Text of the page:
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crypto/tls: don't close tcp-session if TLS-handshake fails #46735

eglinux opened this issue Jun 14, 2021 · 8 comments

crypto/tls: don't close tcp-session if TLS-handshake fails #46735

eglinux opened this issue Jun 14, 2021 · 8 comments
FrozenDueToAge NeedsInvestigation Someone must examine and confirm this is a valid issue and not a duplicate of an existing one.


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eglinux commented Jun 14, 2021

What version of Go are you using (go version)?

$ go version
go version go1.16.5 linux/amd64

Does this issue reproduce with the latest release?


What operating system and processor architecture are you using (go env)?

go env Output
$ go env
GOGCCFLAGS="-fPIC -m64 -pthread -fmessage-length=0 -fdebug-prefix-map=/tmp/go-build1581134579=/tmp/go-build -gno-record-gcc-switches"

What did you do?

Use crypto/tls package

What did you expect to see?

Not nil if tls-handshake fails.

I use blackbox_exporter ( for the ssl-certificates monitoring. Due to the current implementation it is not possible to check hosts with having 2 way SSL enabled. Because tls-handshake always fails for those and conn structure is nil - the calling code cannot properly intercept this case.

The one way to fix it I can see is to add extra optional boolean parameter to the function which will let Rawconn structure to be returned to the caller and don't close tcp-connection in this case.

It should be possible to split TLS and TCP layers as their states should be independent from each other. In this case caller might be aware about TLS-layer errors (via err: ), but still be able to use TCP-connection on its own. In this case for instance the client will be able to grab ssl-certificate of the server even if tls-handshake fails.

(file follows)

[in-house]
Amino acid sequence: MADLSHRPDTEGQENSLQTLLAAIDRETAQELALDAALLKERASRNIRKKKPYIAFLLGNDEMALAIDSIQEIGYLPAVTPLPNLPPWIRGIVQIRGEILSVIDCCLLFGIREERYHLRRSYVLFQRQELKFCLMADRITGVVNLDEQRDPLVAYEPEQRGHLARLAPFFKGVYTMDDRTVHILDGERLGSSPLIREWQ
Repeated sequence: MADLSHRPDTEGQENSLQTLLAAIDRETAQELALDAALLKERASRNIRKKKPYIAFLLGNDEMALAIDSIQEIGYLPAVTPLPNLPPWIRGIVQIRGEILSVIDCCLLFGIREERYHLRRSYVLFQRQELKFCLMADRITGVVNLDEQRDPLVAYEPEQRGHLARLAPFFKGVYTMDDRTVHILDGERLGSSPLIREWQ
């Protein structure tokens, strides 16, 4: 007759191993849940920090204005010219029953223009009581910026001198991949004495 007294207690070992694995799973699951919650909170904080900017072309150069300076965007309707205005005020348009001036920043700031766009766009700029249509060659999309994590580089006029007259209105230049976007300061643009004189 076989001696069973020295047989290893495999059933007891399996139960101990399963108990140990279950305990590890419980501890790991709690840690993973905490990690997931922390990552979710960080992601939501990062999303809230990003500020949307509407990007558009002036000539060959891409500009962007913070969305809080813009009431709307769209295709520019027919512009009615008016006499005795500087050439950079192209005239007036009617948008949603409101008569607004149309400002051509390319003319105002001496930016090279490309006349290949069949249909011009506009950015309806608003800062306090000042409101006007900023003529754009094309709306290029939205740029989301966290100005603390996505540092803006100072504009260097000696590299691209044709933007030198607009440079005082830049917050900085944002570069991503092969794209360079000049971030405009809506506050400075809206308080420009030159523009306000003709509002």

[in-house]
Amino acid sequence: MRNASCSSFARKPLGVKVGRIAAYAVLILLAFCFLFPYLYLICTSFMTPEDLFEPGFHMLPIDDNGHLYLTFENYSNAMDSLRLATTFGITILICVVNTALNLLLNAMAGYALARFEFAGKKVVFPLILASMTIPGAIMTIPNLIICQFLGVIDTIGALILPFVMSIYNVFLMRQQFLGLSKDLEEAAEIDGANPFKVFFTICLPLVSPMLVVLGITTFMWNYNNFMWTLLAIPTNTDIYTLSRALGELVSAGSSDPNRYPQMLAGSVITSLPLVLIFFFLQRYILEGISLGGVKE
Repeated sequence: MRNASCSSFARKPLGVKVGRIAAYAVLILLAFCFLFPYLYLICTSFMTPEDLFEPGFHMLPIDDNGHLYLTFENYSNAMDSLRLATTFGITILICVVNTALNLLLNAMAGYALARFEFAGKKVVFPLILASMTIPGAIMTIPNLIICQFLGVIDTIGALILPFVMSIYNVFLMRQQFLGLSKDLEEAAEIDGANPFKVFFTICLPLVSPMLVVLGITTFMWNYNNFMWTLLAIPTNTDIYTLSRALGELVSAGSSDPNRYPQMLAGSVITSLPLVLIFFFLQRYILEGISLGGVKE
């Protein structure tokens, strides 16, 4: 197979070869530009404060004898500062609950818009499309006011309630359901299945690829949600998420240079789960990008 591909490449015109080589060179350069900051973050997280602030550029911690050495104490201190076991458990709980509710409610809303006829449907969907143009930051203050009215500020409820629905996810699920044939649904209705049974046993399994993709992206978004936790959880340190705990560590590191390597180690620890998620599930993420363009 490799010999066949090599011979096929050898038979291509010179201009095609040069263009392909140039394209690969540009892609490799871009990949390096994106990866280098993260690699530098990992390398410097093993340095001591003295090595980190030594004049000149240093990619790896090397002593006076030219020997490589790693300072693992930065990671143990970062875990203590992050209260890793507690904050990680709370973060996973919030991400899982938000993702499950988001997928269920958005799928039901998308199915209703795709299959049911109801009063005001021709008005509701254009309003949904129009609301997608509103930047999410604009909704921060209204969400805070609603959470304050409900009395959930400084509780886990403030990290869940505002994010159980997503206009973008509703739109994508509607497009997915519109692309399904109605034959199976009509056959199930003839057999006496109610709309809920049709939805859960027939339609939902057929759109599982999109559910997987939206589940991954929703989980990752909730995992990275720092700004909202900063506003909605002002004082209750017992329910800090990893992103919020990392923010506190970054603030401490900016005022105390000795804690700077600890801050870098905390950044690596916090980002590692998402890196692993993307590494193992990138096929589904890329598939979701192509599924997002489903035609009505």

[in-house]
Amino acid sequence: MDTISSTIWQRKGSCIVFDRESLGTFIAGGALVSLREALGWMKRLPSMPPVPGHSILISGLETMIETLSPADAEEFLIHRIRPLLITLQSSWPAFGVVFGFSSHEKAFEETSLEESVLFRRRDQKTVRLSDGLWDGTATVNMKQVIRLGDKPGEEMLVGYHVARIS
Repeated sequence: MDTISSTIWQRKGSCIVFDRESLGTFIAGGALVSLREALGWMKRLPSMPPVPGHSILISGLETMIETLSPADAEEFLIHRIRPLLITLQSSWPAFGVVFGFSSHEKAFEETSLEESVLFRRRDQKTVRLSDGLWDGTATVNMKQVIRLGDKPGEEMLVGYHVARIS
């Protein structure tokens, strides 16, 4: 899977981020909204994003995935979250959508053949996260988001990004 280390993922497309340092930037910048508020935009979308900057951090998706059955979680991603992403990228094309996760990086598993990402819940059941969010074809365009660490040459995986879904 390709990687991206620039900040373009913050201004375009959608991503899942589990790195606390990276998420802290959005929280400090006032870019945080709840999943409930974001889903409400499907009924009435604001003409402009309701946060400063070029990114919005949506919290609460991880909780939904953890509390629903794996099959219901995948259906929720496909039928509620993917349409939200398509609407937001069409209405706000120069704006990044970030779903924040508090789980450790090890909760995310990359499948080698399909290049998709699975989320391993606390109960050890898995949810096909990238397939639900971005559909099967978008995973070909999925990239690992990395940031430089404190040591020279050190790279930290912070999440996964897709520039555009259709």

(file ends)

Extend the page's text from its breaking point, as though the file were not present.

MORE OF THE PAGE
What did you see instead?

Function returns nil and closes tcp-connection.

@seankhliao seankhliao added the NeedsInvestigation Someone must examine and confirm this is a valid issue and not a duplicate of an existing one. label Jun 14, 2021
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cc @FiloSottile

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cc @ianlancetaylor re possible proposal

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antong commented Aug 20, 2021

@eglinux, You say it should be possible to split the TCP and TLS layers. I believe it is. You do not have to use tls.Dial. You can do the TCP part yourself and pass the net.Conn to tcp.Client. It doesn't even have to be TCP, it can be any net.Conn.

When you do use Dial and the handshake fails, you say you want it to return an error but a non-nil tls.Conn. I think this would be a bad idea. A tls.Conn is a net.Conn, and you should be able to Read and Write to it etc. What does that mean if the TLS handshake has not succeeded? The TLS connection represents the encrypted stream, and it doesn't exist until the handshake is successfully completed. I think nil is the appropriate return value here.